In 2008, a group of retired four-star generals, admirals and other senior military leaders banded together out of a growing concern that a significant segment of America’s youth are unfit to serve in the armed forces, presenting a serious long-term threat to our national security. Now with over 450 members, Mission Readiness has since proven to be a credible, bipartisan voice on various issues relating to childhood obesity.
Back in 2011, before President Obama signed the Healthy, Hunger-Free Kids Act (HHFKA) into law, I shared here a two-part interview with retired Air Force General Norman Seip, who expressed the group’s strong support for that law’s school meal reforms. But just three years later, the School Nutrition Association (SNA), the nation’s leading organization of school food professionals and a past supporter of the HHFKA, is now working hard to persuade Congress to gut many of the law’s key provisions. Specifically, the SNA is seeking to weaken a requirement that all grain foods served in school meals be “whole grain rich,” that sodium levels be further reduced and that kids are actually served fruits and vegetables instead of being able to pass them by on the lunch line.
Although it never overtly names the SNA, Mission Readiness is now fighting back against this assault on healthier school meals in a report issued last week, “Retreat is Not an Option.” After sharing some alarming statistics about the unfitness of both potential military recruits and a significant portion of those already in the military, Mission Readiness argues that “[w]ith children consuming up to half of their daily calories while at school and out of sight of their parents, schools should be a focal point in the nation’s effort to combat childhood obesity.” To that end, the organization urges that Congress stay the course on healthier school food standards. Its report states:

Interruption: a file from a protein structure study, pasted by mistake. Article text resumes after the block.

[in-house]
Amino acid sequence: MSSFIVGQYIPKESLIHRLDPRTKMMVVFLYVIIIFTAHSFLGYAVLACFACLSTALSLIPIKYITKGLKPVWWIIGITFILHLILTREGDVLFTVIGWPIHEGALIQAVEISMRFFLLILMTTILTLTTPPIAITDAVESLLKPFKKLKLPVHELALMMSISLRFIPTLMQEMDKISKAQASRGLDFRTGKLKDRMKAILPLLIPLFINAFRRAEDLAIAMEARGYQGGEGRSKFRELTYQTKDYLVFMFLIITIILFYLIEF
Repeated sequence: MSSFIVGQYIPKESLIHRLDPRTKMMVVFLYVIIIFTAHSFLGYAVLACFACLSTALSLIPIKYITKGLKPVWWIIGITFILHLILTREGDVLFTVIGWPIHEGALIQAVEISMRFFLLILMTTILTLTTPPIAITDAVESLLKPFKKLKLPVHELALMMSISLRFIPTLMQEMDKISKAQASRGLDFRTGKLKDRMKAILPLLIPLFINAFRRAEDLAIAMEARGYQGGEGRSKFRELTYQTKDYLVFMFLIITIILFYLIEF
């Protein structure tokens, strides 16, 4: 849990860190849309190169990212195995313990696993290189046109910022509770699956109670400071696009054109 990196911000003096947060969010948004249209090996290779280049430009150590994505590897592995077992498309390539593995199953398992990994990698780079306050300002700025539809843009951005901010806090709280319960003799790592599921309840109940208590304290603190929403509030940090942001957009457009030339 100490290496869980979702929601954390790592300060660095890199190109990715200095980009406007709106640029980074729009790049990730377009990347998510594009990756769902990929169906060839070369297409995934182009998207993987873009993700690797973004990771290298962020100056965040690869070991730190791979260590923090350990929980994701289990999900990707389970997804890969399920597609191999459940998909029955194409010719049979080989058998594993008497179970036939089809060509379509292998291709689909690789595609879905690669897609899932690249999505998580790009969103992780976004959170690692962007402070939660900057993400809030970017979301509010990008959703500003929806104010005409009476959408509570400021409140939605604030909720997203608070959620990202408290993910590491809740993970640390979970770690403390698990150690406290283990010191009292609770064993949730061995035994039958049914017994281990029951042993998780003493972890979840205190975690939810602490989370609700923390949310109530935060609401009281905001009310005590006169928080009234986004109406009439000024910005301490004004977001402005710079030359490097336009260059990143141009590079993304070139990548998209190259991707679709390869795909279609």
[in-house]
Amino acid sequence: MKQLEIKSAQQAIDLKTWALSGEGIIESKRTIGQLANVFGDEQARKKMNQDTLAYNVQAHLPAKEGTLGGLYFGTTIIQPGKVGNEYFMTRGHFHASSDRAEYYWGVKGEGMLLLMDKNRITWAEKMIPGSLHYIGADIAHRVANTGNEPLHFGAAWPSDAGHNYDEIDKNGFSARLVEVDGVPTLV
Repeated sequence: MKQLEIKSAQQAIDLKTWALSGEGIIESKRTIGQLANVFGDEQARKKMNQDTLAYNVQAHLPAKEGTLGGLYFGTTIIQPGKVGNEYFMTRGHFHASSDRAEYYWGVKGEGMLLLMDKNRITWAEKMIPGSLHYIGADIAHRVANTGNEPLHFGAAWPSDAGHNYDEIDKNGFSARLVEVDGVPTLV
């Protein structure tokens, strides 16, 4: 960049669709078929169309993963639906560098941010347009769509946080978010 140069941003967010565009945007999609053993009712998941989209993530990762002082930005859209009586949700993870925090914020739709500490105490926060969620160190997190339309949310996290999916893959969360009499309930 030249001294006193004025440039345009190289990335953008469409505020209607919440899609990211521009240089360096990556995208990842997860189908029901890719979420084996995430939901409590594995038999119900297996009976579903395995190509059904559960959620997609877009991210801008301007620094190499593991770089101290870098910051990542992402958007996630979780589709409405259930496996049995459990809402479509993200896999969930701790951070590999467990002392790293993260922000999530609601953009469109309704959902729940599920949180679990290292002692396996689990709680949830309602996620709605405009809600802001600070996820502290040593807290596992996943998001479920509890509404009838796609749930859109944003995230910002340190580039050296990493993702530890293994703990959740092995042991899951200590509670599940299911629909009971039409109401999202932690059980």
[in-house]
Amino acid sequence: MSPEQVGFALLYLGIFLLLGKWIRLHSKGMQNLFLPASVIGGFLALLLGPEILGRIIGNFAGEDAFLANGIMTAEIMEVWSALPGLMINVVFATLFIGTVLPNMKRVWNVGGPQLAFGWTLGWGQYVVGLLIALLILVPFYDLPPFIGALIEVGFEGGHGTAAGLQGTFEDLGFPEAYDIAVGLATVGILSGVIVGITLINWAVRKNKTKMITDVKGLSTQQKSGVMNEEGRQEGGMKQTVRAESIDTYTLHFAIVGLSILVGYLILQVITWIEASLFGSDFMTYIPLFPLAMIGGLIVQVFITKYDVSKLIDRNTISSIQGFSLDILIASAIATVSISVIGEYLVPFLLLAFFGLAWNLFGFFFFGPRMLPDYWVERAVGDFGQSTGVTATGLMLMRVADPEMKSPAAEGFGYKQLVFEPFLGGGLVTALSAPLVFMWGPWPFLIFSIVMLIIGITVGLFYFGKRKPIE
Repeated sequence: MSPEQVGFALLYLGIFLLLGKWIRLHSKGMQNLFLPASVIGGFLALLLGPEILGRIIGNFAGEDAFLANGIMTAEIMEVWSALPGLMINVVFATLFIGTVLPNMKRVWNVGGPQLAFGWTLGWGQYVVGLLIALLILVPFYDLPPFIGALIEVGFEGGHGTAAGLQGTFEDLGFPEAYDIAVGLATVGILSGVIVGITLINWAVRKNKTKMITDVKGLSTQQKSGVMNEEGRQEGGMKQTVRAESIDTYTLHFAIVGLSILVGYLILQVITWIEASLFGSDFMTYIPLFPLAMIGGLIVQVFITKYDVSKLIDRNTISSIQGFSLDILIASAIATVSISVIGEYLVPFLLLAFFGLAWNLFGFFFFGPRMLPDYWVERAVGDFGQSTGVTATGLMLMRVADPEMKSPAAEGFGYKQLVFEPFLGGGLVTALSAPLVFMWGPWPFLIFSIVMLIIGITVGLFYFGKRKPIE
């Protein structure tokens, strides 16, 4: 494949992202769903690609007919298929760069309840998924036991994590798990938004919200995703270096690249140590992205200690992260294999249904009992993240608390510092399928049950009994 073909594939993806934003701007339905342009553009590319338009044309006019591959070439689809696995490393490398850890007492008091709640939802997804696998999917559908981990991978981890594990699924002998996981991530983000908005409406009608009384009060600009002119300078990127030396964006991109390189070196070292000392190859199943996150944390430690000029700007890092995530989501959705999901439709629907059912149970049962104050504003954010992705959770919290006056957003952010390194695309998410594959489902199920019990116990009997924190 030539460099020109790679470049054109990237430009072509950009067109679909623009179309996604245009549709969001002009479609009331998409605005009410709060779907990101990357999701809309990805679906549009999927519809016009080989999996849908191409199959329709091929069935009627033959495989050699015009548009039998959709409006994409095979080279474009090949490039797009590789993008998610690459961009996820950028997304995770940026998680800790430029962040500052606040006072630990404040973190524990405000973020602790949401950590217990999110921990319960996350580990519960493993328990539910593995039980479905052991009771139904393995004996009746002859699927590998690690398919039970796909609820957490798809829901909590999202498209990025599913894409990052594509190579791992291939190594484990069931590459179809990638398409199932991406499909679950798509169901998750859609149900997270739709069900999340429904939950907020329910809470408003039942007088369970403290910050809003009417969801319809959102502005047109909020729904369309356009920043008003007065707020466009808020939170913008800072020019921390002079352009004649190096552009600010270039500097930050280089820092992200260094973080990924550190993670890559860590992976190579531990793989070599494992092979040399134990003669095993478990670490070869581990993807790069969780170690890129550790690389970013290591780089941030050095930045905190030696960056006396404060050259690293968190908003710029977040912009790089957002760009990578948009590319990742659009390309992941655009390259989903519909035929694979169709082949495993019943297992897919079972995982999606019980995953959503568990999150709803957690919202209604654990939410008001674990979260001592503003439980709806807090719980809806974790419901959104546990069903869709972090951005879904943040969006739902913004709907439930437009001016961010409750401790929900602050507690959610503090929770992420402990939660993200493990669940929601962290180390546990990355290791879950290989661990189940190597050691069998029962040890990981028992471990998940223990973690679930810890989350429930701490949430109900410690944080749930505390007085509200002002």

We understand that some schools need additional support to help meet the updated standards, such as better equipment and more staff training, and that support should be provided. At the same time, moving forward with implementation of the standards for all schools is paramount. Students depend on schools to reinforce efforts by parents and communities to put them on track for healthy and productive lives. Healthy school meals and snacks are a vital part of that effort. When it comes to children’s health and our national security, retreat is not an option.
On a related note, earlier this month the Pew Charitable Trusts’ Kids Safe and Healthful Foods Project released the results of a poll which found that parents of school-aged children also overwhelmingly support the improved school meal standards.
But will the support of parents and retired military leaders be enough to overcome the significant influence of the SNA in Congress as we approach the 2015 Child Nutrition Reauthorization? Unfortunately, supporting healthier school food with training, equipment and funding is a harder road than simply rolling back standards. But the long term health of our kids — and our national security – depends on it.
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